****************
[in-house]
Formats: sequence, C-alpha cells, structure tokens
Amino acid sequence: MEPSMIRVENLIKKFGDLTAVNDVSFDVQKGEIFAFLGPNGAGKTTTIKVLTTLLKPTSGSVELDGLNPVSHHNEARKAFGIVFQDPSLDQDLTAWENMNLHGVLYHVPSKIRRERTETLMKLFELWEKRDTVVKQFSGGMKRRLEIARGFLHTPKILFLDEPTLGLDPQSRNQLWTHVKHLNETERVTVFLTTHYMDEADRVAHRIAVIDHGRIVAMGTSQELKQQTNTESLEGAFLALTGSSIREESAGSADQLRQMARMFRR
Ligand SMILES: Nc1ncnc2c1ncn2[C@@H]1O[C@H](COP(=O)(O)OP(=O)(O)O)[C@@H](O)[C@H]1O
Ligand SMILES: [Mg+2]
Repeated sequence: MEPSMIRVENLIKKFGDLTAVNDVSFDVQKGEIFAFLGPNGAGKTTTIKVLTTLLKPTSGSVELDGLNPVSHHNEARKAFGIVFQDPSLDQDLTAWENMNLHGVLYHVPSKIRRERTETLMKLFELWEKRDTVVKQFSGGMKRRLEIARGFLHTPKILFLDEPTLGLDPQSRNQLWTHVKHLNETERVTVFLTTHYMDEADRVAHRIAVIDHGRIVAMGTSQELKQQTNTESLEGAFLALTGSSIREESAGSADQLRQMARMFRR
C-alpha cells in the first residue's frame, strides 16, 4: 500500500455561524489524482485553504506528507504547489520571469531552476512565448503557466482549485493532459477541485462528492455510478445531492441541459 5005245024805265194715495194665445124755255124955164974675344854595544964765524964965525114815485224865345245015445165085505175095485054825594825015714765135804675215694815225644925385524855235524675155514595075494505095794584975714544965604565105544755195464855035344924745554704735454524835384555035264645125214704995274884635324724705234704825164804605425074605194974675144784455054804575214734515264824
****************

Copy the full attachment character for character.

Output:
[in-house]
Formats: sequence, C-alpha cells, structure tokens
Amino acid sequence: MEPSMIRVENLIKKFGDLTAVNDVSFDVQKGEIFAFLGPNGAGKTTTIKVLTTLLKPTSGSVELDGLNPVSHHNEARKAFGIVFQDPSLDQDLTAWENMNLHGVLYHVPSKIRRERTETLMKLFELWEKRDTVVKQFSGGMKRRLEIARGFLHTPKILFLDEPTLGLDPQSRNQLWTHVKHLNETERVTVFLTTHYMDEADRVAHRIAVIDHGRIVAMGTSQELKQQTNTESLEGAFLALTGSSIREESAGSADQLRQMARMFRR
Ligand SMILES: Nc1ncnc2c1ncn2[C@@H]1O[C@H](COP(=O)(O)OP(=O)(O)O)[C@@H](O)[C@H]1O
Ligand SMILES: [Mg+2]
Repeated sequence: MEPSMIRVENLIKKFGDLTAVNDVSFDVQKGEIFAFLGPNGAGKTTTIKVLTTLLKPTSGSVELDGLNPVSHHNEARKAFGIVFQDPSLDQDLTAWENMNLHGVLYHVPSKIRRERTETLMKLFELWEKRDTVVKQFSGGMKRRLEIARGFLHTPKILFLDEPTLGLDPQSRNQLWTHVKHLNETERVTVFLTTHYMDEADRVAHRIAVIDHGRIVAMGTSQELKQQTNTESLEGAFLALTGSSIREESAGSADQLRQMARMFRR
C-alpha cells in the first residue's frame, strides 16, 4: 500500500455561524489524482485553504506528507504547489520571469531552476512565448503557466482549485493532459477541485462528492455510478445531492441541459 5005245024805265194715495194665445124755255124955164974675344854595544964765524964965525114815485224865345245015445165085505175095485054825594825015714765135804675215694815225644925385524855235524675155514595075494505095794584975714544965604565105544755195464855035344924745554704735454524835384555035264645125214704995274884635324724705234704825164804605425074605194974675144784455054804575214734515264824